The constitution of Pakistan, as amended over the years, is now a federalist document that prescribes devolution of such powers and responsibilities to the provinces that can be reasonably and effectively undertaken at the provincial level.
The functions that provinces cannot effectively perform – for instance, creation of money, conduct of foreign policy, maintenance of armed forces, setting uniform national standards for medicines – are made the responsibility of the federal government.
This way the federal government is mandated to undertake functions that only a central government can do and other functions are relegated to the provinces. A natural extension of this should be further devolution, on much the same principles, from provincial governments to local governments and municipalities.
Ever since Adam Smith wrote his magnum opus ‘The Wealth of Nations’, economists have understood that private-sector suppliers of goods and services, in trying to make the most profit, will try to outcompete one another on prices and quality to the point where they will, as if by magic or an invisible hand, accord maximum benefits to the consumers. A prominent exception is when suppliers have a monopoly and have no incentive to reduce prices or improve quality. This is why for industries that are dominated by one or just a few suppliers – such as electric utilities – we have government regulators deciding prices. Similarly, when we fear that suppliers will form a cartel we have regulators busting cartels. But for competitive industries with many suppliers we don’t need to regulate, knowing that competition will ensure that suppliers don’t short change consumers.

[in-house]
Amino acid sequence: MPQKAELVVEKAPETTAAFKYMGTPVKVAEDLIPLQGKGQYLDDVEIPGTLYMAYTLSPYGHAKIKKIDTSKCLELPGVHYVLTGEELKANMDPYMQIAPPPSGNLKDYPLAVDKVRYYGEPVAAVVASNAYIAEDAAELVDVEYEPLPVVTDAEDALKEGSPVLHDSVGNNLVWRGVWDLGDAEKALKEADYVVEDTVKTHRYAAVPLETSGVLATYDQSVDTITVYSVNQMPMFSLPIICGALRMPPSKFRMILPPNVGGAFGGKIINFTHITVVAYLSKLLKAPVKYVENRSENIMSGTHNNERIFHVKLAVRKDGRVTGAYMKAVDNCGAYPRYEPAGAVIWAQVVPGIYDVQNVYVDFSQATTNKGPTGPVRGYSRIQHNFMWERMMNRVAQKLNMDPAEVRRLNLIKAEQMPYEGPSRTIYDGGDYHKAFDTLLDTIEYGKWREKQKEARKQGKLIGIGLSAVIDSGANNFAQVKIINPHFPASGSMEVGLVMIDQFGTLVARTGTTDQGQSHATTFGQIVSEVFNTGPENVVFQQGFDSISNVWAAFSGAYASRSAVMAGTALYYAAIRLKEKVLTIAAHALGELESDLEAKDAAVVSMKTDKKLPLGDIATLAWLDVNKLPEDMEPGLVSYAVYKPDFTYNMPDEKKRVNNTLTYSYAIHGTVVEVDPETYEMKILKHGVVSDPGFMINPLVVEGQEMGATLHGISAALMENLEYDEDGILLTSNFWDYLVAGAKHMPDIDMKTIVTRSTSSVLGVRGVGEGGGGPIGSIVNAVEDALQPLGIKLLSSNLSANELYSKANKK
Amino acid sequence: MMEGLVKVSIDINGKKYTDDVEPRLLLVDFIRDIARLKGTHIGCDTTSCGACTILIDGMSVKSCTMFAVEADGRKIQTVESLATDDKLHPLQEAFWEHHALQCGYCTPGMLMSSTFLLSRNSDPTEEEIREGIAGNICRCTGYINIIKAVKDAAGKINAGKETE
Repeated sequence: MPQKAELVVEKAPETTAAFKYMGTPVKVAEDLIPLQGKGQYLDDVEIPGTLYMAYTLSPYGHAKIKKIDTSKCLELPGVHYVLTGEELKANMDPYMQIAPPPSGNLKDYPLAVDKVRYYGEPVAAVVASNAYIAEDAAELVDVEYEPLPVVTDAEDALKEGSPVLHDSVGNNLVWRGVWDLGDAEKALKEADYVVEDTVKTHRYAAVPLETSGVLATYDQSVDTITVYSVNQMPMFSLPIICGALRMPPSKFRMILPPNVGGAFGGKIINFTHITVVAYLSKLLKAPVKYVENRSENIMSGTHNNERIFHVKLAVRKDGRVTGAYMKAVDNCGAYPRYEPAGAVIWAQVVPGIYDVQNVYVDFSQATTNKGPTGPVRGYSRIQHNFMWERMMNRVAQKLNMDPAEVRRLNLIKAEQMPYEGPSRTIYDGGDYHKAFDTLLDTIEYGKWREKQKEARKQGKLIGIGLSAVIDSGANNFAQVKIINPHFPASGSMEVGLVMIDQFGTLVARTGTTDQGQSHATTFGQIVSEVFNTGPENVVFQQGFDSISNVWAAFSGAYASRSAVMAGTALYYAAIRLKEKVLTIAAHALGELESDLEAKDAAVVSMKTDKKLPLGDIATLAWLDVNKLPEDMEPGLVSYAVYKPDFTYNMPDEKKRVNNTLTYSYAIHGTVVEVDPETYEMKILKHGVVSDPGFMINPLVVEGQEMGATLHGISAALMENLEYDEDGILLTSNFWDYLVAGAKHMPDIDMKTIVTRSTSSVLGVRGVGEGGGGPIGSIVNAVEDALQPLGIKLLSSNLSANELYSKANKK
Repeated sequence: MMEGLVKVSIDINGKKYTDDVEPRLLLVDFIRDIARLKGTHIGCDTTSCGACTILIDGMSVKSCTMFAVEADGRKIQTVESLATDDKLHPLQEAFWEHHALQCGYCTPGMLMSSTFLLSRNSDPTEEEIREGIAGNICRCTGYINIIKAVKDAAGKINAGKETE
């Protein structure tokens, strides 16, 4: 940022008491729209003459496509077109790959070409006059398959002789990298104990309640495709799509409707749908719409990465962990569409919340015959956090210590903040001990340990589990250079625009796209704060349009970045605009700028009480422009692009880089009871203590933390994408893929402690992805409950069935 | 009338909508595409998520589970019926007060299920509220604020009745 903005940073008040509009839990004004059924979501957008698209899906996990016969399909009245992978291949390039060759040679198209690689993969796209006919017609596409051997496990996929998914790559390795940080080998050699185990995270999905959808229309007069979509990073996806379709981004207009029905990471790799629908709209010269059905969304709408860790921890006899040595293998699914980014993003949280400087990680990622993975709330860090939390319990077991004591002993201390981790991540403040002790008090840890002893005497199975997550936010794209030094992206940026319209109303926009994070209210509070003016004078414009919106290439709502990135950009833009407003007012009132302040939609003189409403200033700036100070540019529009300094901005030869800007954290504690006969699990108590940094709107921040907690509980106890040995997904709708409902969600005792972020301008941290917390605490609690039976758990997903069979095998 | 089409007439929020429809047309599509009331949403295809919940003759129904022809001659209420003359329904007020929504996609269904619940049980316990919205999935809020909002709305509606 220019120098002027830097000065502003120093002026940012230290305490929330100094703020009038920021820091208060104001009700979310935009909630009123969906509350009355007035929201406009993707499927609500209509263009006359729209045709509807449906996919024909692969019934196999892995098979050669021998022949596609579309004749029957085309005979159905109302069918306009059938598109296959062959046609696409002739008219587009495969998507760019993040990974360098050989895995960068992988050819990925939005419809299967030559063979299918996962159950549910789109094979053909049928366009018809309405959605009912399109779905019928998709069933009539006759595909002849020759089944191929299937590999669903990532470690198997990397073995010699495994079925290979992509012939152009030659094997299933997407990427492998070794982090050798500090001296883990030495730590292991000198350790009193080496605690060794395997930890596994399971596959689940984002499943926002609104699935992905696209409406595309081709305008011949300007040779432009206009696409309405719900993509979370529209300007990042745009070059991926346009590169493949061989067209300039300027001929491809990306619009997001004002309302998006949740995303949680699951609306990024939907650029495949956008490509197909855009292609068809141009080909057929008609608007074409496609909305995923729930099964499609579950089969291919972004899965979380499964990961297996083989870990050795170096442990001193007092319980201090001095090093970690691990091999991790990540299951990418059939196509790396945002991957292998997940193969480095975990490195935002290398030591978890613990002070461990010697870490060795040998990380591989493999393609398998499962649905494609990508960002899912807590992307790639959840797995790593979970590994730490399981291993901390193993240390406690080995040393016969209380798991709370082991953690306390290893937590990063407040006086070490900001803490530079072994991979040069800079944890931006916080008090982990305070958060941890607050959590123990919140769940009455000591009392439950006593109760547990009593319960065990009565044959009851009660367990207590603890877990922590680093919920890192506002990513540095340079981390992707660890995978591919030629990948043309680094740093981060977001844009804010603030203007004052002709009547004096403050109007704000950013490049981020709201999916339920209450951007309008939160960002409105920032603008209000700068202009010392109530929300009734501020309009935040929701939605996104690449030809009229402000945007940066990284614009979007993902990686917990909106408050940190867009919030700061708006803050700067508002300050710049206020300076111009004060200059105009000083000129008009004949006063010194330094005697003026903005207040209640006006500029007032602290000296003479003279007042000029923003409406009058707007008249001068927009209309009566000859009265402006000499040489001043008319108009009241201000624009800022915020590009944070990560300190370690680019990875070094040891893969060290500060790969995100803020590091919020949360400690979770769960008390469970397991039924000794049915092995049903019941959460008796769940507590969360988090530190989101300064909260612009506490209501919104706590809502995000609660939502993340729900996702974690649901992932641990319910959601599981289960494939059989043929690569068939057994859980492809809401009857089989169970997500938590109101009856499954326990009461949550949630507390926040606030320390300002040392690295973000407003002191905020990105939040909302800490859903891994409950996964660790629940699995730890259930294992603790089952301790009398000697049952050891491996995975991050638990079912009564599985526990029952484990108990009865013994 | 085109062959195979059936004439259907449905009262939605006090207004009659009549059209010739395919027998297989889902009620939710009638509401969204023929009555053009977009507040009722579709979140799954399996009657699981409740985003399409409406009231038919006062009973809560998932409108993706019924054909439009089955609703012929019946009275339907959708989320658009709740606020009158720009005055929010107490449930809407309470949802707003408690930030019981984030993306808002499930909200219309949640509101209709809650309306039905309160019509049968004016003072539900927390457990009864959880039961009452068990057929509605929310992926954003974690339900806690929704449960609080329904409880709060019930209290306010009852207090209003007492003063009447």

The same cannot be said of the government’s provision of services. There is no mechanism like competition, which ensures that a government restricts taxes and keeps improving the services it provides. Voting periodically is an incentive to improve services but still it doesn’t, theoretically or practically, ensure that governments will maximise citizen welfare.
However, if governments are composed of small territorial units and are made to compete with one another for taxpayers-residents, then it is likely that taxes will not be excessive and services would be according to the desires of the people. In other words, competition among small jurisdictions will lead to citizen welfare becoming paramount.
If, for instance, one locality charges high taxes but doesn’t pick up trash or doesn’t provide good schools, citizens can move to a neighbouring locality. This ‘voting with their feet’ will ensure that citizen welfare remains topmost in government officials’ minds. This is why public finance experts favour smaller federating units and devolution of power to the locality or municipality closest to the people.
Generally it turns out that people who live in the same area have similar income levels, educational achievements, aspirations, etc. In other words, people living in the same area will have similar preferences about what they want their governments to do. This of course suggests that the government services that the people of, say Vihari, want may be quite close to the services demanded by the people of Mailsi but may not be very similar to the services needed by the more affluent residents of Karachi or Islamabad.
Thus not only is it injudicious for Islamabad to decide where parks and schools should be built in Vehari, but that decision is also best not made in Lahore. The decisions about Vehari’s local matters should best be made in Multan if not in Vehari itself.